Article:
Urgent Matters

FirstNet faces monumental challenge as state consultations get set to begin

by Donny Jackson
Jul 10, 2014

To date, FirstNet has done a good job of keeping all of its options available by not making any commitments regarding its business plan or network design. But some key decisions in at least one of these areas will be needed to make significant progress on the other.

Which came first, the chicken or the egg?

We’re not going to get into the science of the age-old question in this column, but the fact is that all theories point to either the chicken or the egg existing first, enabling the first thing to create the other and begin a cycle that generates a significant portion of the diets consumed by most humans today. What you don’t hear theorized very often is that the chicken and egg were created simultaneously.

What does all of this have to do with modern communications, particularly those serving public safety and potentially other entities that rely on critical communication?

Nothing directly, but the ancient dilemma does point to an issue that will have to be addressed at some point in the state-consultation meeting between FirstNet and representatives of 56 states and territories that will begin on July 29 (the meeting with state of Maryland representatives originally was going to begin on July 31, but it has been rescheduled, according to FirstNet officials). It may not have to be addressed in early meetings, but it will have to happen at some point.

The issue is the relationship between the business/usage model and the network design of any modern communications system. Unlike the chicken and the egg, the relationship usually is pretty clear: after a need is identified, a business model (or a usage model, in the case of many private LMR network owned by government entities) is established, and the network is designed in a manner to fulfill the promise of the business model.

What makes FirstNet so intriguing is that it does not have a business model—at least not one that has been disclosed publicly. There is a general acknowledgement that the $7 billion earmarked for the project will not be enough to deploy a nationwide broadband network for first responders, much less sustain it with maintenance and upgrades for eternity, so partnerships and monetizing excess capacity on the network will be crucial.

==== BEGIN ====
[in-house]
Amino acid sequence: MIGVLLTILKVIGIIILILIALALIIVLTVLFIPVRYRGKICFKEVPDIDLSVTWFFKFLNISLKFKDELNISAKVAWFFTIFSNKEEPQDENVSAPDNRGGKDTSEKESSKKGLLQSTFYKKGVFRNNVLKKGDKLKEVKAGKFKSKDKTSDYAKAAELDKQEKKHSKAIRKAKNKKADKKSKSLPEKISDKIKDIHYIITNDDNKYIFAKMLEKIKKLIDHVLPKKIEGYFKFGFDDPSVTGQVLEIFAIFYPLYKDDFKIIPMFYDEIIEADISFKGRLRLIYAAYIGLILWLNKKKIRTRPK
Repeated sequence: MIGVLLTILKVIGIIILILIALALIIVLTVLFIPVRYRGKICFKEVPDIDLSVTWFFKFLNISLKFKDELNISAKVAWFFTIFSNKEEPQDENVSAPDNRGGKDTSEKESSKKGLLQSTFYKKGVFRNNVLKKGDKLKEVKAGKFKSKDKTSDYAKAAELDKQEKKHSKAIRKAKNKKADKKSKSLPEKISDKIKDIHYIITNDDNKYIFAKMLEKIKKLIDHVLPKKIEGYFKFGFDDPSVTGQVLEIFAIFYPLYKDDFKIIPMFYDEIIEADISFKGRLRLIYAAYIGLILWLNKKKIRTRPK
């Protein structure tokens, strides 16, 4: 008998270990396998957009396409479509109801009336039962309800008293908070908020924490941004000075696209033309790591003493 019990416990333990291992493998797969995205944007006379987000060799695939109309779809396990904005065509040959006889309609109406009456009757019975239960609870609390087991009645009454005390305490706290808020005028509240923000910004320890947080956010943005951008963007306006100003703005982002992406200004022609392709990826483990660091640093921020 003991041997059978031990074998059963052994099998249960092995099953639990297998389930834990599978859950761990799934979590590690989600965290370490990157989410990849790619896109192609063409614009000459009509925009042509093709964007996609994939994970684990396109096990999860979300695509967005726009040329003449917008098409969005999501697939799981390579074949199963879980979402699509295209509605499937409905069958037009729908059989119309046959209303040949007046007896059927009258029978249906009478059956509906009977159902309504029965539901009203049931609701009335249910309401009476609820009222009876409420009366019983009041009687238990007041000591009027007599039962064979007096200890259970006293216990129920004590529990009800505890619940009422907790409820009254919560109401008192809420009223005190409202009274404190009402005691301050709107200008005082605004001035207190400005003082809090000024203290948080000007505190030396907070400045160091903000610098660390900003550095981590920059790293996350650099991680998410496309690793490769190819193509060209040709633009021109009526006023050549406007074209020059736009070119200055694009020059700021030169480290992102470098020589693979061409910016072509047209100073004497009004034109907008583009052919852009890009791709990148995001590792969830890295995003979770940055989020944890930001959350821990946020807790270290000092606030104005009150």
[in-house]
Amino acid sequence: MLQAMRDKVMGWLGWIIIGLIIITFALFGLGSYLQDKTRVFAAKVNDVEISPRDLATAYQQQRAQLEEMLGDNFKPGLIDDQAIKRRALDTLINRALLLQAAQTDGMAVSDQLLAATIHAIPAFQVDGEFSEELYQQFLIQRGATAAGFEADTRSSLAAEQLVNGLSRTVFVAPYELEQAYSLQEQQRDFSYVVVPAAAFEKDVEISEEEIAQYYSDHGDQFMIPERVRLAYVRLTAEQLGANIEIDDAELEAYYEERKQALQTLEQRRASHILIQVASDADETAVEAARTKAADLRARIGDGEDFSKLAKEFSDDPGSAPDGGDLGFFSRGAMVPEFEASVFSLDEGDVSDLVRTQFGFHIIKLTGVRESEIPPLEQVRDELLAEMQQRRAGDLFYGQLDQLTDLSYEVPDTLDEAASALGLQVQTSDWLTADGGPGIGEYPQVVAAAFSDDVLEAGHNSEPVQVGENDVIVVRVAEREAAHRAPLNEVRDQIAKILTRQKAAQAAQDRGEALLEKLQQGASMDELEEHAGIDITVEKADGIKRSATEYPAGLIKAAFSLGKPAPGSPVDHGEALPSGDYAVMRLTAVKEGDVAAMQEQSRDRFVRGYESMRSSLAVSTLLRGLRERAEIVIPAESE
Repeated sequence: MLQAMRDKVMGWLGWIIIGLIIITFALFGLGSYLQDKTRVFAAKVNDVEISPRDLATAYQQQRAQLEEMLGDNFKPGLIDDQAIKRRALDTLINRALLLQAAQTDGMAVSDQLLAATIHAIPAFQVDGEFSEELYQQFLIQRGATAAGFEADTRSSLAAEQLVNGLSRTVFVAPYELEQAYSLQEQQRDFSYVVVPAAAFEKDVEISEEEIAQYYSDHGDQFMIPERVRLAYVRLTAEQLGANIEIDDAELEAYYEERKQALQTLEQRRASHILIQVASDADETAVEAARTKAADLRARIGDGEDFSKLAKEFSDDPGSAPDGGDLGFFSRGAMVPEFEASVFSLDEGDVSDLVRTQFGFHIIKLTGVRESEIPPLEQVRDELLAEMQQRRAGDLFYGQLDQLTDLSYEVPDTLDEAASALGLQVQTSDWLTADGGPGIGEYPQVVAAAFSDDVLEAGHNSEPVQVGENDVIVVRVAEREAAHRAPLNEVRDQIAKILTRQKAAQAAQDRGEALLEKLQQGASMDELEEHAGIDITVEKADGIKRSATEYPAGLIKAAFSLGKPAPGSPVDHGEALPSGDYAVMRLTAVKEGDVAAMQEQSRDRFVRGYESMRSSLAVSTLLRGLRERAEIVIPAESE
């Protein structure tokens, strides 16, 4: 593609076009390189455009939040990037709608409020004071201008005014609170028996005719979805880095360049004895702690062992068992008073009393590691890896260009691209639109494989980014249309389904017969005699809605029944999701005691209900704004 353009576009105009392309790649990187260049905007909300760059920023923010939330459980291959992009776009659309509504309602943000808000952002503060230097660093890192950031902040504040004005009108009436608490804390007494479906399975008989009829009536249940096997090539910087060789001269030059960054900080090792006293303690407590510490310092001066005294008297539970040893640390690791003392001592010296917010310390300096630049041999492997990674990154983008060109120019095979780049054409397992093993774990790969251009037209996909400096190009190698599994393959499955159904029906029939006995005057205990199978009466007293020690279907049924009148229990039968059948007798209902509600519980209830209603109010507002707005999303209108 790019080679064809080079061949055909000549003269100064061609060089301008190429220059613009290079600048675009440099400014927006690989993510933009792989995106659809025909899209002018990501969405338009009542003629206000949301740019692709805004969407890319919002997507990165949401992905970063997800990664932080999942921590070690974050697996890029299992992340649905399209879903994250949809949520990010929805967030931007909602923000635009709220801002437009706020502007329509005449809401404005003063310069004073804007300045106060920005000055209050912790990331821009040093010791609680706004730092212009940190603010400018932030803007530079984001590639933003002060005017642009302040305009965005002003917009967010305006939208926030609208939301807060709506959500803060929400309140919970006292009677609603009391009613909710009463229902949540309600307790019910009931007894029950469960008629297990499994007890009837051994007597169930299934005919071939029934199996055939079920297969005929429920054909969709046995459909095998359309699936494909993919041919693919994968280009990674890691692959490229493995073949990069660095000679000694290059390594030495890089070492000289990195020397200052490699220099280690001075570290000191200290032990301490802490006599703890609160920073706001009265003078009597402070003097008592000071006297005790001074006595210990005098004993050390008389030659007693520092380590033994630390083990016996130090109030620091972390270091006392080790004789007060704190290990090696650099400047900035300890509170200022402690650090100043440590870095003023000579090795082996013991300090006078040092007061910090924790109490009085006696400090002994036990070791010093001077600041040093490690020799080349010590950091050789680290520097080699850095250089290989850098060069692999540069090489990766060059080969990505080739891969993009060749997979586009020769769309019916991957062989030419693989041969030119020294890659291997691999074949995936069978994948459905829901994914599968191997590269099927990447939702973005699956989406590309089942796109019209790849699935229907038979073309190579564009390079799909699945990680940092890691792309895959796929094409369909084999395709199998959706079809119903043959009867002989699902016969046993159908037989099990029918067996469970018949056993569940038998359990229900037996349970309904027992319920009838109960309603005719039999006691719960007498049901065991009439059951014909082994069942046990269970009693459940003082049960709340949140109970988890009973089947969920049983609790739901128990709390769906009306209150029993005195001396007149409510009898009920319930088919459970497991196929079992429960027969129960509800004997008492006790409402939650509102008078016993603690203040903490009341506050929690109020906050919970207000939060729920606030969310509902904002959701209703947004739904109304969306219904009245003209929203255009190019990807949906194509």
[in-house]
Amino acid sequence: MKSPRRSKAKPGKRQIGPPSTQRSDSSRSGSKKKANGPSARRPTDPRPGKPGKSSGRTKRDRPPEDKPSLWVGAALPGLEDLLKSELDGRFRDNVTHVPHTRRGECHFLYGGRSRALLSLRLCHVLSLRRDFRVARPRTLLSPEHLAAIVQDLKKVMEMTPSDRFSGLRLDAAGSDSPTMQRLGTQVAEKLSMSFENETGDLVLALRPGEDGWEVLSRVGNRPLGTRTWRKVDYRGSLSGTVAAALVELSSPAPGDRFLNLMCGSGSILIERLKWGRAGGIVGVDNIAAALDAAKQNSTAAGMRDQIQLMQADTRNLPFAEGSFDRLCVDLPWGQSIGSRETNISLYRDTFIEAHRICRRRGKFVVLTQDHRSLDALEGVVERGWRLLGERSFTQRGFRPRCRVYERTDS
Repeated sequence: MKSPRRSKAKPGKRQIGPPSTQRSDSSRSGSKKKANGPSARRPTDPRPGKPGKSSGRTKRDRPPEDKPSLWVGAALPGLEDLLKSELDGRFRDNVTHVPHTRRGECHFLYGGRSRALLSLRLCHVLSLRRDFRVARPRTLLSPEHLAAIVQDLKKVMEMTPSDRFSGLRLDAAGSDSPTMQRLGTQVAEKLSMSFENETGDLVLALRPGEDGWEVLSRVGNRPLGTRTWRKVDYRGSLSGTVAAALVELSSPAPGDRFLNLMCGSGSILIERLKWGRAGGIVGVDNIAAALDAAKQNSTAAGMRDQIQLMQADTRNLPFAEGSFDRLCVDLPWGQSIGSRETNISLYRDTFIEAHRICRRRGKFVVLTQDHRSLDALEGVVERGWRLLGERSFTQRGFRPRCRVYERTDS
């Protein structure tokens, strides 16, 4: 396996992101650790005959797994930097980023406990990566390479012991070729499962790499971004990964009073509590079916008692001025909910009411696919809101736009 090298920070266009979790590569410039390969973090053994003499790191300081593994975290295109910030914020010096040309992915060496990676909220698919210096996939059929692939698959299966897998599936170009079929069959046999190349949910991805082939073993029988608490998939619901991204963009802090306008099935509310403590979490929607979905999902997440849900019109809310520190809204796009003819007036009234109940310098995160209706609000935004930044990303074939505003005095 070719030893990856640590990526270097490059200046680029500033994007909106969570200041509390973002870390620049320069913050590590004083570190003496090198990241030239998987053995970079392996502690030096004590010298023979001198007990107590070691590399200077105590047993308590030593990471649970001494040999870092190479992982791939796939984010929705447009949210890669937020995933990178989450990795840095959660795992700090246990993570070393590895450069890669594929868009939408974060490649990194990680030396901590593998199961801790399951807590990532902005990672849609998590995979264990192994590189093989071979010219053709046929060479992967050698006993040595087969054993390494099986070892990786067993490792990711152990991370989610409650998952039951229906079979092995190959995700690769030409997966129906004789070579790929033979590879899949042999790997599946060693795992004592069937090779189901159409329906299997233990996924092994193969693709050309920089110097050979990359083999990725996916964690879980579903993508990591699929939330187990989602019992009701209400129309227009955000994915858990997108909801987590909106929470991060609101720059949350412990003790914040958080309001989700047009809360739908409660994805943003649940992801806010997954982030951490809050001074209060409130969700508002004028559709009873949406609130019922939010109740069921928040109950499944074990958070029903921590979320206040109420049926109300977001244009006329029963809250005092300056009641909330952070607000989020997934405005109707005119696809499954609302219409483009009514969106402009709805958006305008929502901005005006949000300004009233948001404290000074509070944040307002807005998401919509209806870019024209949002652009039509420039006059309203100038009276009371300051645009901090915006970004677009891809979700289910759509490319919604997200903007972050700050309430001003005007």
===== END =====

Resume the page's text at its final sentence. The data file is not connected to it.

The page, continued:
But there are issues. For instance, who are the priority users who will subscribe to the network? Beyond the traditional public-safety personnel of police, fire and EMS, it’s really not certain what groups will qualify as priority users; that’s why FirstNet will be conducting a comment period to examine that and other issues later this year.

This matters, because whether a particular sector is deemed to be a priority user could certainly alter the dynamics of potential user groups and partnership talks, regardless of the sectors we’re talking about—utilities, transportation, healthcare or other critical-infrastructure groups.

Just to use utilities as an example, we’ve written multiple times in this space that utilities and public safety have a terrific opportunity to forge a beneficial partnership, because they have similar reliability standards and synergistic assets that they can bring to the table.

But many utility representatives have stated that they are not interested in partnering with FirstNet, if utilities will be treated solely as secondary users that can be kicked off the system entirely when the network faces capacity issues in a given cell sector. On the other hand, deeming that all traffic from utilities should be prioritized would seem to be a mistake, especially communications traffic from applications that is geared toward convenience and revenue generation.

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